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October 11, 2013 at 8:58 AMComments: 0 Faves: 0

Under the Dome: Where Food Production and Environmentalism Meet

By Kyle McCarthy from SLN More Blogs by This AuthorFrom the Culturology Blog Series

We live on a crowded mess of a rock and are subsequently growing increasingly dependent on mass-producing food items for our survival. The global population is rapidly increasing, and the world is likewise radically shrinking. But here in the United States, this issue pertains more to ease and accessibility than it does sustenance.

Sweet Land of Liberty

More than ever, Americans are choosing convenience over quality regarding our eating habits. We prefer things as easy as possible, but we don't really take the time to consider or appreciate just how the food we eat arrived on our plates in the first place. Obviously, fast-food immediately comes to mind here, but this also implies that people are opting for processed, inorganic, genetically modified ingredients, beverages, snacks, and meals. This has led to increased obesity, decreased immunity, and the ever-rising prevalence of the three leading causes of death in America: heart disease, cancer, and stroke. Not only that, but appreciating our readily available food stores has become such an afterthought that, according to a report issued in 2000, Americans wasted more than 1/4 of our edible food. So even though we're not finishing our meals, they're so loaded with junk that they're still managing to fatten us up and place us precariously hovering over an early mass grave.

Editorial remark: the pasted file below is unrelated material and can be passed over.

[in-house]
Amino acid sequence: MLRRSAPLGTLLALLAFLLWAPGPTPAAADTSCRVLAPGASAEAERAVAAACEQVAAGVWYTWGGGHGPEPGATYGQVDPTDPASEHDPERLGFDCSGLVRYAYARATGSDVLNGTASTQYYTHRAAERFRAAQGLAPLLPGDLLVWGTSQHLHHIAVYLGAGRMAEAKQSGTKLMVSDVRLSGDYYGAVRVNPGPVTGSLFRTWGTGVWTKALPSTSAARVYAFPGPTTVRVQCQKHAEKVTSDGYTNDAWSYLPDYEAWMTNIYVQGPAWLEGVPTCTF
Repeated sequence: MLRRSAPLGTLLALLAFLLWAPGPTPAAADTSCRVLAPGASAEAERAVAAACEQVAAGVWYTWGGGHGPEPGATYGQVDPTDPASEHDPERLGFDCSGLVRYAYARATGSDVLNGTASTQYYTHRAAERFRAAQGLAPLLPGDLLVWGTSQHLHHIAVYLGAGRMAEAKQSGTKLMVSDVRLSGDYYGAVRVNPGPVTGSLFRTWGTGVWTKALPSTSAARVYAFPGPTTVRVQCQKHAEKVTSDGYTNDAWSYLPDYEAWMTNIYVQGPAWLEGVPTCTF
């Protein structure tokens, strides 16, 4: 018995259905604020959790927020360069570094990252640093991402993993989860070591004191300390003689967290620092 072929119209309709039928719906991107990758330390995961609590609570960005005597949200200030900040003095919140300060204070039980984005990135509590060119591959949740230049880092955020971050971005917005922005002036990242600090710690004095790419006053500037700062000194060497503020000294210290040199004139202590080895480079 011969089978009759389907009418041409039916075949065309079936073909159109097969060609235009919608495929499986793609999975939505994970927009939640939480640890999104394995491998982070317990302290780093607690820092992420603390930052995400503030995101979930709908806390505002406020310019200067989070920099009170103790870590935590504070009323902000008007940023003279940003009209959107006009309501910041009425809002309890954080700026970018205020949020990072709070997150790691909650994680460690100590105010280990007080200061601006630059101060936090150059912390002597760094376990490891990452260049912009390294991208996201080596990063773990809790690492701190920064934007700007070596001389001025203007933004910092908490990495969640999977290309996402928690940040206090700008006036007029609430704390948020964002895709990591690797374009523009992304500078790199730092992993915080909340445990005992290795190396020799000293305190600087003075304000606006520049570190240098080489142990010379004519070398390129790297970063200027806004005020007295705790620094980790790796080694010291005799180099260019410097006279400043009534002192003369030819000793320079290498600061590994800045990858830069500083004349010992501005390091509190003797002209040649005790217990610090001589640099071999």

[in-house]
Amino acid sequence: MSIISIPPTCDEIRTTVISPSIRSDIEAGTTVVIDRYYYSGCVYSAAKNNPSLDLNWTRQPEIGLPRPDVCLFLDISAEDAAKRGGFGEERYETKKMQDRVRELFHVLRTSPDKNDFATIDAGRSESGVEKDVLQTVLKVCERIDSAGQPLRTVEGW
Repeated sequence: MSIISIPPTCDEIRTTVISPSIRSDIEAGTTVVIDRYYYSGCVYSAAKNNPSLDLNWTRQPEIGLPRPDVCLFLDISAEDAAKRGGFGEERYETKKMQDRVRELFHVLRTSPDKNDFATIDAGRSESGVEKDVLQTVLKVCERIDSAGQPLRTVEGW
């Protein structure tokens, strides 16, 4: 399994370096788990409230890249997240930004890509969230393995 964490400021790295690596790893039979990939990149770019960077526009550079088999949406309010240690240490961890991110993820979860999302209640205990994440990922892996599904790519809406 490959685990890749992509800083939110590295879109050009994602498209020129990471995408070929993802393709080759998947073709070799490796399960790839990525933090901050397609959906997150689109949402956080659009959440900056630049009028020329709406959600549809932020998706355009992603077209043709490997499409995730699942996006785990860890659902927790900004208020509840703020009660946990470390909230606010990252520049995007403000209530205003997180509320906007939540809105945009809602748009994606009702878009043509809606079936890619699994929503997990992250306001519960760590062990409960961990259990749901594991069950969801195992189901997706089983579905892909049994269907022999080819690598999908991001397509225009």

SOL

Not only are these choices having an impact on the consumer, but they are also having dire effects on the producers - the farmers. Significantly more energy is being used in daily agricultural processes, adding to an already polluted planet. Because of this increase in energy, prices continue to rise for the farmer, which then leads to higher costs for distributors. Naturally, the end person in the scenario, the consumer, is then faced with high markups on products that should seemingly be cheaper than they are.

The Spokes Strengthen the Wheel

This system destroys our health, trashes our planet, and contributes to the unbalanced wealth in this country. It's a perfectly vicious cycle, but there are a few things we can do to help lessen the impact of this model while attempting to carve out a new approach to food system sustainability:

  • Eat Local: Most of the food we buy at grocery stores or the ingredients in the meals we order at restaurants traveled literally thousands of miles to arrive on those shelves and plates. Shopping for locally grown and manufactured products or consistently visiting your neighborhood farmer's market can help save thousands of gallons in gas used for food transportation annually, helping conserve costs and reduce pollution.